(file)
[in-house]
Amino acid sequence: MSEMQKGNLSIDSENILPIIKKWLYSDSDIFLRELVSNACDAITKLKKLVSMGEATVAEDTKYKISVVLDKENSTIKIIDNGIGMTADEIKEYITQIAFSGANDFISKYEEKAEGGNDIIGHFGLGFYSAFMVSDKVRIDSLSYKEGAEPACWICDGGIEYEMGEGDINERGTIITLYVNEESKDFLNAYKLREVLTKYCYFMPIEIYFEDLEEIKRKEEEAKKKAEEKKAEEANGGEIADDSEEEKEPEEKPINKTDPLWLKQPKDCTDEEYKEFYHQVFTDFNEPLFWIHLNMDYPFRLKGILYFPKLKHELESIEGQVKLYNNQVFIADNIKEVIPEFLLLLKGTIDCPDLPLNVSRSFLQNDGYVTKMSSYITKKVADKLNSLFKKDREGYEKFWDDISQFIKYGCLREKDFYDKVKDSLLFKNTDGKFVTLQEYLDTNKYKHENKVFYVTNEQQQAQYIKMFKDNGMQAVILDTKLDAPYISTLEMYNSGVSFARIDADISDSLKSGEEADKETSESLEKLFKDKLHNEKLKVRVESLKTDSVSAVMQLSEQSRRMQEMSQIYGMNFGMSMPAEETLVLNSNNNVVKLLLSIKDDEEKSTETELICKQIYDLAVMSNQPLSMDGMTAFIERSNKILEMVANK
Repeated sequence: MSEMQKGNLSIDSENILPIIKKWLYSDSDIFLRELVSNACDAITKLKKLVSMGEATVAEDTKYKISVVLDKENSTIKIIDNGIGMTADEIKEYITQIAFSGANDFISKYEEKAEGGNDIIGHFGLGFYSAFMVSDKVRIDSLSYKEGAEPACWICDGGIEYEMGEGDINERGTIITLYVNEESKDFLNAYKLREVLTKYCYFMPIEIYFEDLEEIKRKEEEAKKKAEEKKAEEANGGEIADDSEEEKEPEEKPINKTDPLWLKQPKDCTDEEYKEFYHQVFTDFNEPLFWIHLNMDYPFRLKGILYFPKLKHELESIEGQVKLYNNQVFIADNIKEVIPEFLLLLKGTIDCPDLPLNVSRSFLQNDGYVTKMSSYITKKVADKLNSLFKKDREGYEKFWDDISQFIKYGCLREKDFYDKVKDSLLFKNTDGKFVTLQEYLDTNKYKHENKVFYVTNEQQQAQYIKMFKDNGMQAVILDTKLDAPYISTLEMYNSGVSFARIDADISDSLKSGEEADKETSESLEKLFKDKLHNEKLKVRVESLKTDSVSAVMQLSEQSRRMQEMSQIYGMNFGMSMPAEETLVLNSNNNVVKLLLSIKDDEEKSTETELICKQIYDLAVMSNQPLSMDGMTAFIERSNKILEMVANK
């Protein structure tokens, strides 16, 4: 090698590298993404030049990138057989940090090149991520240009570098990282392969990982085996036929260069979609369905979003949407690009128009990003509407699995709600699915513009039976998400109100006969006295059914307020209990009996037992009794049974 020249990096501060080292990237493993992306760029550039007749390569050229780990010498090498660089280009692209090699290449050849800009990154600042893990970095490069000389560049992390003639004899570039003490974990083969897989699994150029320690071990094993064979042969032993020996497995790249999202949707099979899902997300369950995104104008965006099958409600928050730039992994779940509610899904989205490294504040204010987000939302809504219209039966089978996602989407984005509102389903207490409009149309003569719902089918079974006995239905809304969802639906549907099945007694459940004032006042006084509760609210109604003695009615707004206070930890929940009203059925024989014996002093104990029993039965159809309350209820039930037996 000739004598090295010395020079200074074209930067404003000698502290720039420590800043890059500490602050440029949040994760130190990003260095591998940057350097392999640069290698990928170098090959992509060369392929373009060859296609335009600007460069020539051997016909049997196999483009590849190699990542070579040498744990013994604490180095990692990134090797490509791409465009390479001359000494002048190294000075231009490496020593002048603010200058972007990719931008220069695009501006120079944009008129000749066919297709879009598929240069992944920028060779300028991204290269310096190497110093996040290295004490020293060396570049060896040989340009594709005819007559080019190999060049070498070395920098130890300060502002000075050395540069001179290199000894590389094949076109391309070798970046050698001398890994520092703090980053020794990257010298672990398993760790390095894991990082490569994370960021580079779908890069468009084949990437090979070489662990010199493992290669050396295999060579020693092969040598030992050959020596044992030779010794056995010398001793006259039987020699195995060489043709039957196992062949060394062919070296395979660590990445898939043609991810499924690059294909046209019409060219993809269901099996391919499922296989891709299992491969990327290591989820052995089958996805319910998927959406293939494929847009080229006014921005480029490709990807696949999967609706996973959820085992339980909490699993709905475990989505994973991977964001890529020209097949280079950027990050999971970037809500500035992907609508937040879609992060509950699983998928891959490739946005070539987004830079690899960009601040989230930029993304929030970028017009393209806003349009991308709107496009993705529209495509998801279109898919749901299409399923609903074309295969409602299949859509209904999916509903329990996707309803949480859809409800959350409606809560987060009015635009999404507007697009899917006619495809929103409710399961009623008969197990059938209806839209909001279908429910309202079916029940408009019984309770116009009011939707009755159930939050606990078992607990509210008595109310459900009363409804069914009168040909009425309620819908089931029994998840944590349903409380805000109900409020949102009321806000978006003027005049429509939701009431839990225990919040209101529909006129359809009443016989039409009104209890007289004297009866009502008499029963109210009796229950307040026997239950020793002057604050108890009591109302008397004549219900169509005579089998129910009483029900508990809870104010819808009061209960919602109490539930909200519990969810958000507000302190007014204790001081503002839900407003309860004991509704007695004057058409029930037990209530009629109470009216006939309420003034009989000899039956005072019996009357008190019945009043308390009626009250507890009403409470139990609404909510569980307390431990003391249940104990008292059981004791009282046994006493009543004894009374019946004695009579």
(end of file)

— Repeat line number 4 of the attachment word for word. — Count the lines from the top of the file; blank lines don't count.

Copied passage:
């Protein structure tokens, strides 16, 4: 090698590298993404030049990138057989940090090149991520240009570098990282392969990982085996036929260069979609369905979003949407690009128009990003509407699995709600699915513009039976998400109100006969006295059914307020209990009996037992009794049974 020249990096501060080292990237493993992306760029550039007749390569050229780990010498090498660089280009692209090699290449050849800009990154600042893990970095490069000389560049992390003639004899570039003490974990083969897989699994150029320690071990094993064979042969032993020996497995790249999202949707099979899902997300369950995104104008965006099958409600928050730039992994779940509610899904989205490294504040204010987000939302809504219209039966089978996602989407984005509102389903207490409009149309003569719902089918079974006995239905809304969802639906549907099945007694459940004032006042006084509760609210109604003695009615707004206070930890929940009203059925024989014996002093104990029993039965159809309350209820039930037996 000739004598090295010395020079200074074209930067404003000698502290720039420590800043890059500490602050440029949040994760130190990003260095591998940057350097392999640069290698990928170098090959992509060369392929373009060859296609335009600007460069020539051997016909049997196999483009590849190699990542070579040498744990013994604490180095990692990134090797490509791409465009390479001359000494002048190294000075231009490496020593002048603010200058972007990719931008220069695009501006120079944009008129000749066919297709879009598929240069992944920028060779300028991204290269310096190497110093996040290295004490020293060396570049060896040989340009594709005819007559080019190999060049070498070395920098130890300060502002000075050395540069001179290199000894590389094949076109391309070798970046050698001398890994520092703090980053020794990257010298672990398993760790390095894991990082490569994370960021580079779908890069468009084949990437090979070489662990010199493992290669050396295999060579020693092969040598030992050959020596044992030779010794056995010398001793006259039987020699195995060489043709039957196992062949060394062919070296395979660590990445898939043609991810499924690059294909046209019409060219993809269901099996391919499922296989891709299992491969990327290591989820052995089958996805319910998927959406293939494929847009080229006014921005480029490709990807696949999967609706996973959820085992339980909490699993709905475990989505994973991977964001890529020209097949280079950027990050999971970037809500500035992907609508937040879609992060509950699983998928891959490739946005070539987004830079690899960009601040989230930029993304929030970028017009393209806003349009991308709107496009993705529209495509998801279109898919749901299409399923609903074309295969409602299949859509209904999916509903329990996707309803949480859809409800959350409606809560987060009015635009999404507007697009899917006619495809929103409710399961009623008969197990059938209806839209909001279908429910309202079916029940408009019984309770116009009011939707009755159930939050606990078992607990509210008595109310459900009363409804069914009168040909009425309620819908089931029994998840944590349903409380805000109900409020949102009321806000978006003027005049429509939701009431839990225990919040209101529909006129359809009443016989039409009104209890007289004297009866009502008499029963109210009796229950307040026997239950020793002057604050108890009591109302008397004549219900169509005579089998129910009483029900508990809870104010819808009061209960919602109490539930909200519990969810958000507000302190007014204790001081503002839900407003309860004991509704007695004057058409029930037990209530009629109470009216006939309420003034009989000899039956005072019996009357008190019945009043308390009626009250507890009403409470139990609404909510569980307390431990003391249940104990008292059981004791009282046994006493009543004894009374019946004695009579």